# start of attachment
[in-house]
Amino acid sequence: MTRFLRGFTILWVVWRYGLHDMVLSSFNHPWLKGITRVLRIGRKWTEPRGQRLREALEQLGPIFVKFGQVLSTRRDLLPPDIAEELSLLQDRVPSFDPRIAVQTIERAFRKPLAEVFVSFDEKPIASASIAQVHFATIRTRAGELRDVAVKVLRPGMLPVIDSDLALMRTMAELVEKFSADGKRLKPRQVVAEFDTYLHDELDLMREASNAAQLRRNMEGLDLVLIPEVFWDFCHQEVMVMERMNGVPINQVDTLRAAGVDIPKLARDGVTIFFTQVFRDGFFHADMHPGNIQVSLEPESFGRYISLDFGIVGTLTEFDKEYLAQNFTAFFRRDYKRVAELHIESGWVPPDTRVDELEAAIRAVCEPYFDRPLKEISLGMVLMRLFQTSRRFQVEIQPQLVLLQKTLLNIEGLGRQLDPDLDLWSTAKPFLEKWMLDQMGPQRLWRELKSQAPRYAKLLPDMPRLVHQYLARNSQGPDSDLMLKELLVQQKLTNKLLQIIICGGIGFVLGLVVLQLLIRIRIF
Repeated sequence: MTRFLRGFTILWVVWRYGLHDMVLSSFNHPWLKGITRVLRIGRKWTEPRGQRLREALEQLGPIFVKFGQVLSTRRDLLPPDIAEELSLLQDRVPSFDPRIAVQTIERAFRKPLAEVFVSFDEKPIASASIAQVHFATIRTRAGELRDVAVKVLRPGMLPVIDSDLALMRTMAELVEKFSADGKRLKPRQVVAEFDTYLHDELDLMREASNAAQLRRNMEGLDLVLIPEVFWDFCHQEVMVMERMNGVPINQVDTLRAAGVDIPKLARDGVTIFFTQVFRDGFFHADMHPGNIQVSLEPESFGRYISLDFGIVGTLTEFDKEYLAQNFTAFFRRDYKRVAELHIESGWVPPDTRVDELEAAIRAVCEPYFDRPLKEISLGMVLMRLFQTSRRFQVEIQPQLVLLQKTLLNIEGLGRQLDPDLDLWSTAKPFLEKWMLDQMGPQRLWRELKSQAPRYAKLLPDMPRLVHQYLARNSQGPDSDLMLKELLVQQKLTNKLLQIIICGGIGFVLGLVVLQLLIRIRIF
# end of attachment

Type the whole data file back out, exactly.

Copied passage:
[in-house]
Amino acid sequence: MTRFLRGFTILWVVWRYGLHDMVLSSFNHPWLKGITRVLRIGRKWTEPRGQRLREALEQLGPIFVKFGQVLSTRRDLLPPDIAEELSLLQDRVPSFDPRIAVQTIERAFRKPLAEVFVSFDEKPIASASIAQVHFATIRTRAGELRDVAVKVLRPGMLPVIDSDLALMRTMAELVEKFSADGKRLKPRQVVAEFDTYLHDELDLMREASNAAQLRRNMEGLDLVLIPEVFWDFCHQEVMVMERMNGVPINQVDTLRAAGVDIPKLARDGVTIFFTQVFRDGFFHADMHPGNIQVSLEPESFGRYISLDFGIVGTLTEFDKEYLAQNFTAFFRRDYKRVAELHIESGWVPPDTRVDELEAAIRAVCEPYFDRPLKEISLGMVLMRLFQTSRRFQVEIQPQLVLLQKTLLNIEGLGRQLDPDLDLWSTAKPFLEKWMLDQMGPQRLWRELKSQAPRYAKLLPDMPRLVHQYLARNSQGPDSDLMLKELLVQQKLTNKLLQIIICGGIGFVLGLVVLQLLIRIRIF
Repeated sequence: MTRFLRGFTILWVVWRYGLHDMVLSSFNHPWLKGITRVLRIGRKWTEPRGQRLREALEQLGPIFVKFGQVLSTRRDLLPPDIAEELSLLQDRVPSFDPRIAVQTIERAFRKPLAEVFVSFDEKPIASASIAQVHFATIRTRAGELRDVAVKVLRPGMLPVIDSDLALMRTMAELVEKFSADGKRLKPRQVVAEFDTYLHDELDLMREASNAAQLRRNMEGLDLVLIPEVFWDFCHQEVMVMERMNGVPINQVDTLRAAGVDIPKLARDGVTIFFTQVFRDGFFHADMHPGNIQVSLEPESFGRYISLDFGIVGTLTEFDKEYLAQNFTAFFRRDYKRVAELHIESGWVPPDTRVDELEAAIRAVCEPYFDRPLKEISLGMVLMRLFQTSRRFQVEIQPQLVLLQKTLLNIEGLGRQLDPDLDLWSTAKPFLEKWMLDQMGPQRLWRELKSQAPRYAKLLPDMPRLVHQYLARNSQGPDSDLMLKELLVQQKLTNKLLQIIICGGIGFVLGLVVLQLLIRIRIF